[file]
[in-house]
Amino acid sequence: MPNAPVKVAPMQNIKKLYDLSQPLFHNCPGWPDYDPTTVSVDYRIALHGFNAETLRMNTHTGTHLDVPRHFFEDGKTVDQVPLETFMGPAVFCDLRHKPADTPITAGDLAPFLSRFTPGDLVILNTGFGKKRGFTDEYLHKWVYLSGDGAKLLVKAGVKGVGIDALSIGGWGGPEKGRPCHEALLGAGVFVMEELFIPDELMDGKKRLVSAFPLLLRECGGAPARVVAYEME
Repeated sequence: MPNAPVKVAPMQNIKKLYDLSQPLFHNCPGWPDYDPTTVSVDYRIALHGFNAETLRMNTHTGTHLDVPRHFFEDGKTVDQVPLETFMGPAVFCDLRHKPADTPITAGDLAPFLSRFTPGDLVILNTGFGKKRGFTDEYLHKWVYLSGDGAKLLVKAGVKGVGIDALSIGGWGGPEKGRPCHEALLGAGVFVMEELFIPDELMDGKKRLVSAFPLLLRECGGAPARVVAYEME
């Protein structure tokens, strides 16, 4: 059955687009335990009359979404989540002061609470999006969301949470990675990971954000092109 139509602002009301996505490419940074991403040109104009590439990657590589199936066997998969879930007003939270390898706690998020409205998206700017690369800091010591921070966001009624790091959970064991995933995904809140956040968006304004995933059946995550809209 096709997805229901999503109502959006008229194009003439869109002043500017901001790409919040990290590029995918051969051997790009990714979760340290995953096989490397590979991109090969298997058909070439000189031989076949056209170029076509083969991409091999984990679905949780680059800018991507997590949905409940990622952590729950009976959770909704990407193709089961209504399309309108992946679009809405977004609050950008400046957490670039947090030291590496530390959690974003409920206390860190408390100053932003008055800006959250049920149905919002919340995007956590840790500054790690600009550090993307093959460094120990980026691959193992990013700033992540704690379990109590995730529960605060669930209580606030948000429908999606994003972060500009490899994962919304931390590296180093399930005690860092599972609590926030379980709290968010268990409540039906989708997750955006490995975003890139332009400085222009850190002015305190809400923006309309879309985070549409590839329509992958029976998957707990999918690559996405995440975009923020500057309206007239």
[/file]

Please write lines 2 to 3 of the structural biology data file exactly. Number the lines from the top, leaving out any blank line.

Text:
Amino acid sequence: MPNAPVKVAPMQNIKKLYDLSQPLFHNCPGWPDYDPTTVSVDYRIALHGFNAETLRMNTHTGTHLDVPRHFFEDGKTVDQVPLETFMGPAVFCDLRHKPADTPITAGDLAPFLSRFTPGDLVILNTGFGKKRGFTDEYLHKWVYLSGDGAKLLVKAGVKGVGIDALSIGGWGGPEKGRPCHEALLGAGVFVMEELFIPDELMDGKKRLVSAFPLLLRECGGAPARVVAYEME
Repeated sequence: MPNAPVKVAPMQNIKKLYDLSQPLFHNCPGWPDYDPTTVSVDYRIALHGFNAETLRMNTHTGTHLDVPRHFFEDGKTVDQVPLETFMGPAVFCDLRHKPADTPITAGDLAPFLSRFTPGDLVILNTGFGKKRGFTDEYLHKWVYLSGDGAKLLVKAGVKGVGIDALSIGGWGGPEKGRPCHEALLGAGVFVMEELFIPDELMDGKKRLVSAFPLLLRECGGAPARVVAYEME